At one time, holding a Bachelor of Science in Nursing (BSN) set you apart from your peers in the field. However, nursing education is shifting rapidly to address the increased call for quality and efficiency spurred by health care reform in the U.S. In 2010, the Institute of Medicine released a report of critical importance called The Future of Nursing. The report recommended that, by 2020, 80 percent of active nurses should have at least a bachelor’s degree. Since that time, nursing education has become increasingly important for new and seasoned nurses alike.
Today, a BSN is becoming almost a requirement for new nurses. Even if you already have completed a BSN, you probably will find yourself up against other candidates with a bachelor’s degree when you apply for a new job or promotion. Set yourself apart from the competition with a Master of Science in Nursing (MSN). An MSN not only shows employers that you have the specialized knowledge and expertise supplied by additional academic curriculum but also that you are dedicated to pursuing excellence in your field and have the drive and commitment to complete an MSN.
When you earn an MSN in Nursing Administration online through Bradley University, you will be able to take courses at the time and place of your choosing via your computer, allowing you to pursue your education while also continuing to work in your field if you so choose. The skills that you gain in Bradley’s MSN – Nursing Administration online program will set you on the right track for a leadership position within your organization.
Create your own opportunities
Ultimately, if you want to set yourself apart from your competition, you cannot settle for only the opportunities that present themselves to you in the workplace. Sometimes, you need to look for ways to create your own chances for professional advancement. If you do not already have experience that will set you apart, consider looking for ways to volunteer your skills and time. Your local Red Cross or free clinics are good places to start. You may not get paid for volunteer work, but it will look good on your resume, give you the opportunity to make valuable connections with other people in health care and have a positive impact on your community.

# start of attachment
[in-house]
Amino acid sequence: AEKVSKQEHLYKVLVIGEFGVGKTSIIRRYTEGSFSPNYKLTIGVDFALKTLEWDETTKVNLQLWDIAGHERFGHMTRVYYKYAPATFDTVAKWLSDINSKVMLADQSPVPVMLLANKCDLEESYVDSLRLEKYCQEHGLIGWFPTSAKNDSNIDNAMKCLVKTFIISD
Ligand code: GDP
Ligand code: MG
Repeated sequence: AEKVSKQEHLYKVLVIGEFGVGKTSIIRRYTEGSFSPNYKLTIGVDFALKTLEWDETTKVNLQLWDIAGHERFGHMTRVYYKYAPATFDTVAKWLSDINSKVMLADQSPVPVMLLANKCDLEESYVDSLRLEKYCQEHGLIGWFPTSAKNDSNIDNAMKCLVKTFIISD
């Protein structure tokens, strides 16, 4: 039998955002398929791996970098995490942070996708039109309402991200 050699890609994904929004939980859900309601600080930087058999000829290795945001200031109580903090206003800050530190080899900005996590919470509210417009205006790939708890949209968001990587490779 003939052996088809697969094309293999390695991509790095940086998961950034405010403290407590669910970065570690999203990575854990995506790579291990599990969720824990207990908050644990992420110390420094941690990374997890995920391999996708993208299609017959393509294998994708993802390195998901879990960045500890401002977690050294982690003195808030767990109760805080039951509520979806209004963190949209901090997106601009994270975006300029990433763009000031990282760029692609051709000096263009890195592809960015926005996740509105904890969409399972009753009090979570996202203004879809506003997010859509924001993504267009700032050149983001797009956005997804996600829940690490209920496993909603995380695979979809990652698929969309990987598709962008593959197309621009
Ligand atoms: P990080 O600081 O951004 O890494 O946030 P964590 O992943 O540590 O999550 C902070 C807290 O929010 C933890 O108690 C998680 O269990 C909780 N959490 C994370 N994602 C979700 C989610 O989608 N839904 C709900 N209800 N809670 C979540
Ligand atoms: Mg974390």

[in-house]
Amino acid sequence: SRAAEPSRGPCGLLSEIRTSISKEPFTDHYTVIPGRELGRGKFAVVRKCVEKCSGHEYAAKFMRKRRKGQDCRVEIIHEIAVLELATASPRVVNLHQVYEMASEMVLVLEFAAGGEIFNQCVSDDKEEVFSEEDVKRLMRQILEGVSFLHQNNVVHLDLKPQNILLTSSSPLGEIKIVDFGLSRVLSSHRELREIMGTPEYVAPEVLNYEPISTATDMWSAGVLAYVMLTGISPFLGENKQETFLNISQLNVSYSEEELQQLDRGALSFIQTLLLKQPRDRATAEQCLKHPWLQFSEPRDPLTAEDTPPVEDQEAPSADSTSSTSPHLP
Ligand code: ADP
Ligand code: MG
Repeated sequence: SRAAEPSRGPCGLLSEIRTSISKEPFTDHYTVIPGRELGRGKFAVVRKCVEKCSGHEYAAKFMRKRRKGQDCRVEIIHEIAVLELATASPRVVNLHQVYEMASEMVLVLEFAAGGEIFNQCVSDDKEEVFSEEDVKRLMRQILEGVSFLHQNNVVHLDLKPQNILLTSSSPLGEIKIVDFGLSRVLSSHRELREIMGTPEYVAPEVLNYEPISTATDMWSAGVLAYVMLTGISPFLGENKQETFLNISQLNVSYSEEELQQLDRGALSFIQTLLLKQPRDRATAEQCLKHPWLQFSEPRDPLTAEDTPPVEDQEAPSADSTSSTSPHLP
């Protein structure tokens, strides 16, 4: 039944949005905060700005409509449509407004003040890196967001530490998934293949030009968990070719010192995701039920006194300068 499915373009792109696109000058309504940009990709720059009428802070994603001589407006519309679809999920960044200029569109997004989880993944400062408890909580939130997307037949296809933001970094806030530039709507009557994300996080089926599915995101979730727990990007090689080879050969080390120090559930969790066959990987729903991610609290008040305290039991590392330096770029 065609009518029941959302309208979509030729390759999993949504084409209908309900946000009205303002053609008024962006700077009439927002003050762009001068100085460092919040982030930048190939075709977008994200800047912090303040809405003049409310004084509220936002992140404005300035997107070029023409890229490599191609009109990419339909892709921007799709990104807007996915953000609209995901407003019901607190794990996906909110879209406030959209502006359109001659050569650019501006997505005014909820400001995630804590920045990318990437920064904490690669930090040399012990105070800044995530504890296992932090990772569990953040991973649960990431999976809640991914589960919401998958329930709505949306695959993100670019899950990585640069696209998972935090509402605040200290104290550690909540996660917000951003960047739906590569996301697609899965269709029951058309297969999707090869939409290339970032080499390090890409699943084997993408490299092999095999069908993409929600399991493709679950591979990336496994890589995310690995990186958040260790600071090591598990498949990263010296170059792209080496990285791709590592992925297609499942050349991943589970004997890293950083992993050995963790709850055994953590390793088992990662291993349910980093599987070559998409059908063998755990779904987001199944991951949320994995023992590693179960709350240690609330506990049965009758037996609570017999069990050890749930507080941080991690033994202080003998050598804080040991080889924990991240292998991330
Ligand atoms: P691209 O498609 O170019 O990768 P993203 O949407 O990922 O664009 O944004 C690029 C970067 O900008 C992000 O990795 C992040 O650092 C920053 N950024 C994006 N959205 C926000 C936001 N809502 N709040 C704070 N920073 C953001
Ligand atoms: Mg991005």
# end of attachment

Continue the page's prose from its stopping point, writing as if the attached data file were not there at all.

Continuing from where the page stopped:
You also can consider working as a travel nurse to gain experience in new areas. Hospitals and other health care organizations across the nation often have temporary openings that need to be covered due to employees on maternity leave, sabbatical or other short-term absences. As a travel nurse, you will be able to fill those roles, gaining experience and making connections along the way to a permanent position. This opportunity is especially great for new graduates who need clinical experience before applying for their dream job.
Finally, do not downplay the value of networking. The American Nurses Association recommended joining professional groups, participating in online forums and looking for other ways to reach out and cultivate new relationships with individuals in your field. But remember, networking works both ways. You also should look for opportunities to help advise and guide others who are newer to the nursing world. They, in turn, will be more inclined to do the same with others, creating a positive community that emphasizes teamwork and quality patient care.